What are you dehydrating today?

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Banana slabs, snacks.
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When I rehydrate mushrooms for soup or stew, I put them in a bowl of boiling water. They rehydrate in about a half hour.
Even when I have done this, the stems of some mushrooms just don't ever seem to rehydrate properly, even hours later. I have since learned that you either just soak as much of the flavours out of them as you can, for use in or as stock. The other option I have heard about is to grind the stems to powder and use that for flavour enhancing.
 
I do a lot of dried mushroom grinding .
I do a rough grind then pass it through a wire mesh sieve.
The fine powder I keep as mushroom powder for various uses.
The bits that dont pass through the wire mesh, I use in another recipe that called for mushroom pieces. Between growing mushrooms, and sore bought ones that get pushed to the back of the fridge and forgotten about, I have an endless supply of mushroom powder and pieces.
 
The boletus or porcini mushrooms I use rehydrate fairly well, using just hot water from the faucet, while the Chinese type shiitake mushrooms do better with boiling water - those are the ones with stems that are hard, and need hotter water, and often longer soaking. The boletus are the dirtiest, and I always rub them together in the water, to release the dirt, then squeeze the water out as much as possible, then strain the water into a bowl. Then I massage them around in another cup of water, and repeat the process. There is always a little more dirt in that water, and I do this a third time - the water rarely has any more dirt settled out of it the third time, but I still use it, along with the first two, and end up with about 2½ c of almost black liquid! Sometimes I use them in soups as is, but other times I boil it down in a sauté pan, after sweating some onions and garlic, if using, and adding the minced up boletus - the boiling it down over high heat together, intensifies the flavor greatly, before sautéeing with other, fresh mushrooms. So little is needed, to get an incredible amount of flavor, using that method, with those mushrooms.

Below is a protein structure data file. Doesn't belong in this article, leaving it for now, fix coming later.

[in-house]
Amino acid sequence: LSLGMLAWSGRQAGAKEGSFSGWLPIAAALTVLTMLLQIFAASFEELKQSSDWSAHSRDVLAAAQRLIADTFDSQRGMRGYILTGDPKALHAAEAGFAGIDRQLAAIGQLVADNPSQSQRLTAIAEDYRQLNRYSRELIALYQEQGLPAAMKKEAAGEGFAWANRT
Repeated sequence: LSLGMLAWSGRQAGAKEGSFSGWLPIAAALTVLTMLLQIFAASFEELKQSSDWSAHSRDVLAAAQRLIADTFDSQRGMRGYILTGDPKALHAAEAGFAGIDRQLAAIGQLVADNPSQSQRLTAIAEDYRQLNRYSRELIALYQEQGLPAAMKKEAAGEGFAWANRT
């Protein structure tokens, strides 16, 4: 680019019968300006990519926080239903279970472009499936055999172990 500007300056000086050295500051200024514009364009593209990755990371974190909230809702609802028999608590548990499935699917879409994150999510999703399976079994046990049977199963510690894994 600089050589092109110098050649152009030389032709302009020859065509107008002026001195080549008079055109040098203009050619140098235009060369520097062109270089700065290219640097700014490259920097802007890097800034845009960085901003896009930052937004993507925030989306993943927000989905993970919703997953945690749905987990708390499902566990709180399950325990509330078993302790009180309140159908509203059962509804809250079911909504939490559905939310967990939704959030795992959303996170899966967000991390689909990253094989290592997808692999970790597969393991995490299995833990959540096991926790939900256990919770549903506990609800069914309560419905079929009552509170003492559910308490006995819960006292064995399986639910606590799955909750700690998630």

I ended my 2 Dwarf Greek Basil plants and dehydrated them for future use. The plant makes good basil and it is pretty too. However, it insists on going to flower. Sigh. As fast as I can pinch off the flowers, new ones appear. So, into the dehydrator they went! I've got about 1.5 cups of dried basil. I still have 2 Emerald Towers Basil growing and I think I'll start a couple more of them. They are very tasty and very similar to Genovese, but easier, IMO. A better texture for using as is, too.
 
The cooked carrots dried very bright orange, very pretty. I ground those up, and made the bouillon/stock powder that I use. Ground up mushrooms, garlic, onions, carrots, celery, bay leaves, parsley, and thyme. 3.9 lbs. It should last a couple years.